I’ve just returned from an enjoyable visit to Edinburgh for the science festival. I took part in the “What Scientists Read” panel, which was ably hosted by Sarah Dillon and Pippa Goldschmidt. It involved discussion with a pair of working scientists who had been interviewed (along with many others) for a larger project looking at scientists’ reading habits. The good name of CP Snow was invoked, of course, but you won’t get far in this sort of area without at least mentioning the “Two Cultures”, even if you dispute the relevance of such a binary notion in this day and age. I was there to add further perspective as someone who has moved almost completely away from science, at least as a vocation. The event was extremely interesting, and the discussion could easily have continued for another hour or two. My thanks to Sarah and Pippa, to my fellow panelists Sinead and Tim, and to all who came along to the Summer Hall for the item.
In other news, work continues on the new novel and so far I am happy both with the writing and the rate of progress. In contrast to my usual approach, I decided with this book to work up a very detailed chapter by chapter synopsis, which in the end became far more exhaustive than my normal attempt at an outline. Working from this document – about 12,000 words of story notes – as well as an additional 80-plus pages of additional material in a notebook- is a totally new way of working for me, and while it might not be the approach I will always take in the future, it is certainly proving to be an interesting and refreshing experiment. Rather than concerning myself with shaping the plot as I move into the story, I have a fairly solid idea of where the narrative needs to go, and what needs to be established now in order to pay off later in the text. It’s like having a detailed road map and itinerary, instead of setting out across an uncharted landscape with only a wing and a prayer. The downside is that it was months of work to produce the synopsis – as much effort as writing a short novel, in terms of getting the story to work – and there is less scope for me being able to hare off at random in the middle of the story. But so far, I am finding it liberating rather than restricting, in that I feel I am able to concentrate on the writing rather than the mechanics of the story. From the outset, I was hitting a solid 3000 words of work per day, which is much more than I can normally attain at the start of a book, when I am generally struggling to find my way into the story. In fact in less than two months work, which also included breaks for travel and working on other projects, I’d finished 84,000 words of the novel.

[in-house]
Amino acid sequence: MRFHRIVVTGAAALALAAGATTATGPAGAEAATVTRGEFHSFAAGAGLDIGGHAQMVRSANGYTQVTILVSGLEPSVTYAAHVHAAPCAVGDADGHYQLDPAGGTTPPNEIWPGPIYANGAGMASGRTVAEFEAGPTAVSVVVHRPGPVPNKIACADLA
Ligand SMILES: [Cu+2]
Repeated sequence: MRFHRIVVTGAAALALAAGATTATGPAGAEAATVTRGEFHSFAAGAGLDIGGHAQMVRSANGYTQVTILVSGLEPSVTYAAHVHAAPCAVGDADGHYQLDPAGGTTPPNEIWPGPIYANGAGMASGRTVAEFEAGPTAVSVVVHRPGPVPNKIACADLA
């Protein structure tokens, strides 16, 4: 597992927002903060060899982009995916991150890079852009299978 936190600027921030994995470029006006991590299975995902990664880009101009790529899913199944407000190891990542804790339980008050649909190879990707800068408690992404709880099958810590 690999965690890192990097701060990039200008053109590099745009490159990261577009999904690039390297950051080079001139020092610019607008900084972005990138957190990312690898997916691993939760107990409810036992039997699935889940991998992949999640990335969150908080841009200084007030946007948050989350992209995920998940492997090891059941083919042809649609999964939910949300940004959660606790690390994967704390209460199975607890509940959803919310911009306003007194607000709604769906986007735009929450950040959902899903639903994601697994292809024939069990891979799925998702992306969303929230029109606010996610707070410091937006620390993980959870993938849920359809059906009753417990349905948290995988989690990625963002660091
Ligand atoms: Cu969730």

Of course no writer will ever tell you that their new approach has turned out to be a failure, and perhaps this won’t be the way I tackle every book from now on, but given the particular challenges of completing the third book in a trilogy, it seems to be a useful change of tack. We’ll see how it goes as I get into the final stages of the novel.